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Making argument systems for outsourced computation practical (sometimes)

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## Making argument systems for outsourced computation practical (sometimes)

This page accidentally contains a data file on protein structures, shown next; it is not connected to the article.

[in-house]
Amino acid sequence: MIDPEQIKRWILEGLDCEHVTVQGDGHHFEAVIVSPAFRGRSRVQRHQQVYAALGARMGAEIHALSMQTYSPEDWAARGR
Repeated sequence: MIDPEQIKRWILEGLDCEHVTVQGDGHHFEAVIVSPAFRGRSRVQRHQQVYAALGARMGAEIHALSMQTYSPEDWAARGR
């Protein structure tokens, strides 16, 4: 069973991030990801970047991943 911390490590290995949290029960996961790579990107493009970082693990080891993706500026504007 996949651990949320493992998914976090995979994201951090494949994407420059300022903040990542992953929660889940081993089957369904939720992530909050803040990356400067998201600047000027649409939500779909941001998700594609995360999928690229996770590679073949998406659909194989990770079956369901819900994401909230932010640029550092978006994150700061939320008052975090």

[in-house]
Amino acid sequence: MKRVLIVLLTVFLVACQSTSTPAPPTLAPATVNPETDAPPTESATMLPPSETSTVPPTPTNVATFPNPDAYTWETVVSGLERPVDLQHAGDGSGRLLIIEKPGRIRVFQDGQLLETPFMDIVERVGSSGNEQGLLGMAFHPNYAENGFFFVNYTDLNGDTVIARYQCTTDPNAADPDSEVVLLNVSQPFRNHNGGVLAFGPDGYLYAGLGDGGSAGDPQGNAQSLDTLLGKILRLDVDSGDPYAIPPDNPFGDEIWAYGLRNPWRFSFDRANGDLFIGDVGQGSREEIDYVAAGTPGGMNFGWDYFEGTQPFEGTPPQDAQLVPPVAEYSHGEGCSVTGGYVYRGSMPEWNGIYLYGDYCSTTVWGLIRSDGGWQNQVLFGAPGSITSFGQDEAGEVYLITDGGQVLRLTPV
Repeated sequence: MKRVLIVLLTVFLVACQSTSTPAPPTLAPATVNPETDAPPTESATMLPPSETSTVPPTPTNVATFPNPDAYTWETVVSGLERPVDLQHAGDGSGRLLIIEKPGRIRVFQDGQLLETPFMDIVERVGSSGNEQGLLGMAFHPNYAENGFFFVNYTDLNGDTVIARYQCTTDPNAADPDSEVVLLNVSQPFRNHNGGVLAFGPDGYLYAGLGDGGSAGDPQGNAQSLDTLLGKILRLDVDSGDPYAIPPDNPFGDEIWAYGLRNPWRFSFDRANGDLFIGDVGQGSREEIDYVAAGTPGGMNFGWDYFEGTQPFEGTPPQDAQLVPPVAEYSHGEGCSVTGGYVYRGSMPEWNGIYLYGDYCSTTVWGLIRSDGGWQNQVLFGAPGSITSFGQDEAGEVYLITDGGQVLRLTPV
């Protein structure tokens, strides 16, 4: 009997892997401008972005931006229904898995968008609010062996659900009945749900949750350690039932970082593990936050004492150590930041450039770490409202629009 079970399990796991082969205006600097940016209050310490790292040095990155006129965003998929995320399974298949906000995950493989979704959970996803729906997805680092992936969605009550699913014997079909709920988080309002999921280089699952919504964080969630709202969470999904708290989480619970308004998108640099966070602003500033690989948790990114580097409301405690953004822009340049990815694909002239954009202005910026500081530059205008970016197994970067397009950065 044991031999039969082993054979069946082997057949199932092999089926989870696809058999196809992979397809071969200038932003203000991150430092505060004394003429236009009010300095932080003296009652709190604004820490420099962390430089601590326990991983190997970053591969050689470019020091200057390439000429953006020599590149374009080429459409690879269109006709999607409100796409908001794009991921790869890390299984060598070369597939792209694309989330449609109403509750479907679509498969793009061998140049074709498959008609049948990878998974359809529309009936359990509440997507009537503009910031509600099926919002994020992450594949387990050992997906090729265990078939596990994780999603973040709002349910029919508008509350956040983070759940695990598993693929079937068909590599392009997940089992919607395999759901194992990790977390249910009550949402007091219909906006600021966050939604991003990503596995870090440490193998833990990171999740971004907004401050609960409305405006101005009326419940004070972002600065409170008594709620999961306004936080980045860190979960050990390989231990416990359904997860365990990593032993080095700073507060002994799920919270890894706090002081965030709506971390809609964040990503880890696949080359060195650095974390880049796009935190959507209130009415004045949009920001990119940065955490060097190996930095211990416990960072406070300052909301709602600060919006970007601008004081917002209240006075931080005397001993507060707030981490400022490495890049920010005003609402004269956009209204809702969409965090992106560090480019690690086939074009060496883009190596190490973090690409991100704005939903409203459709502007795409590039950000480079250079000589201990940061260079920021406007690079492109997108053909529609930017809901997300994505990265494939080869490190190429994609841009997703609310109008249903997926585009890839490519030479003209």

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**Making argument systems for outsourced computation practical**(sometimes) SrinathSetty, Richard McPherson, Andrew J. Blumberg, and Michael Walfish The University of Texas at Austin**By verified outsourced computation, we mean the following:**“f”, x client server y, aux. check whether y = f(x), without computing f(x) The motivation is 3rd party computing: cloud, volunteers, etc. We desire the following properties in the above exchange: 1. Unconditional, meaning no assumptions about the server 2. General-purpose, meaning not specialized to a particular f 3. Practical, or at least conceivably practical soon**Theory can supposedly help. Consider the theory of**Probabilistically Checkable Proofs (PCPs). [almss jacm98, as jacm98] “f”, x client server y’ y reject accept ... ... Using a naive PCP implementation, verifying multiplication of 400×400 matrices would take 500 trillion CPU years (seriously). Unfortunately, the constantsand proof length are outrageous.**500 trillion is a big number.**For example, I can beat Michael Jordan in one-on-one basketball only one time out of 500 trillion.**Theory can supposedly help. Consider the theory of**Probabilistically Checkable Proofs (PCPs). [almss jacm98, as jacm98] “f”, x client server y’ reject ... ... Using a naive PCP implementation, verifying multiplication of 400×400 matrices would take 500 trillion CPU years (seriously). Unfortunately, the constantsand proof length are outrageous.**We have reduced the costs of a PCP-based argument systemby**Ishai et al. [CCC07] by 20 orders of magnitude, with proof. We have implemented the refinements in a system, Pepper, that is not ready for prime time but is practical in some cases. Our conclusion is that PCPs are a potentially promising tool for building secure systems.**(1) The design of Pepper**(2) Experimental results, limitations, and outlook**Pepper incorporates PCPs but not like this:**“f”, x client server y accept/reject ... ... (Even the asymptotically short PCPs [BGHSV CCC05, BGHSV SIJC06, Dinur JACM07, BS SIJC08]have prohibitive constants.) The proof is not drawn to scale: it is far too long to be transferred.**Instead of transferring the PCP …**server client … Pepper uses an efficient argument [Kilian CRYPTO 92,95]: commit request server client commit response ... ... PCPQuery(q){ return <q,w>; } queries q1, q2, q3, … accept/reject [IKO CCC07] q1w q2w q3w**The server’s vectorw encodes an execution trace of f(x).**AND NOT 1 0 0 1 y0 x0 w 0 OR NOT 1 1 x1 f ( ) x 0 1 y1 0 1 AND NOT … 0 xn 0 0 1 1 What is in w? • An entry for each wire; and • An entry for the product of each pair of wires.**Instead of transferring the PCP …**server client … Pepper uses an efficient argument [Kilian CRYPTO 92,95]: commit request server client commit response PCPQuery(q){ return <q,w>; } ... ... queries q1, q2, q3, … accept/reject [IKO CCC07] q1w q2w q3w This is still too costly (by a factor of 1022), but it is promising.**Pepper incorporates four refinements to [IKO CCC07], with**proof. server client “f” , x y commit request w commit response query vectors: q1, q2, q3, … accept/reject response scalars: q1w, q2w, q3w, …**Arithmetic circuit with concise gates**Boolean circuit Arithmetic circuit something gross ab × + ab × ab + × + × This refinement works best for a restricted class of computations: straight-line, parallelizable, numerical. w Consider m × m matrix multiplication as our computation f: • The Boolean circuit has O(m3) gates • The new representation has m2 gates whas O(m6) entries whas O(m4) entries**✔**server client “f” , x y commit request w commit response query vectors: q1, q2, q3, … accept/reject response scalars: q1w, q2w, q3w, …**We can sometimes exploit the structure of a computation.**Consider m × m matrix multiplication as our computation f: before:O(m4) entries after: m3 entries 9 9 server × 4 × client doesn’t care w × 4 × × × This eliminates the server’s PCP-based overhead, and may apply to PCPs more broadly.**✔**server client “f” , x y commit request w commit response query vectors: q1, q2, q3, … ✔ accept/reject response scalars: q1w, q2w, q3w, …**The client amortizes its overhead by reusing queries over**multiple runs. Each run has the same f but different input x. query vectors: q1, q2, q3, … client server w1 w2 w3**Peppergeneralizes the commitment primitive of Ishai et al.**[CCC07]. With the new primitive, the client can issue multiple queries for the price of encrypting only a single query. ✔ “f”, x server client y commit request commit response w ✔ query vectors: q1, q2, q3, … ✔ accept/reject response scalars: q1w, q2w, q3w, …**✔**(1) The design of Pepper (2) Experimental results, limitations, and outlook**(assumes 2.4 Ghz CPU)**However, the batch size is large, so these numbers are not ideal. Consider amortized costs for multiplication of 400×400 matrices:**Pepper is not ready for prime time, for several reasons:**• The client breaks even only for large batch sizes. • The server’s burden is too high, still. • The approach is plausible for only a class of computations.**1. General-purpose and practical; gives up unconditional**• Replication ([Castro & Liskov TOCS02]), trusted hardware ([Chiesa & Tromer ICS10, SSW TRUST10]), auditing ([DJMM ICDCS04, HKD SOSP07, Kissner & Song ACNS04, MWR NDSS99]) 2. Unconditional; gives up being general-purpose • [BGV CRYPTO11, Boneh & Freeman EUROCRYPT11, Golle & Mironov RSA01, Sion VLDB05, THHSY PET09, WRW INFOCOM11, Atallah & Frikken ASIACCS10, FreivaldsMFCS79] • Toward practical Interactive Proofs [CMT ITCS12, GKR STOC08] 3. Unconditional and general-purpose; gives up practicality • Fully homomorphic encryption, secure multi-party computation [CKV CRYPTO10, GGP CRYPTO10, AIK ICALP10] We relate Pepper to prior work in terms of our three goals.**We have reduced the costs of a PCP-based argument systemby**Ishai et al. [CCC07] by 20 orders of magnitude, with proof. We have implemented the refinements in a system, Pepper, that is not ready for prime time but is practical in some cases. Our conclusions are that PCPs are a potentially useful tool for real systems, and that the research area is promising.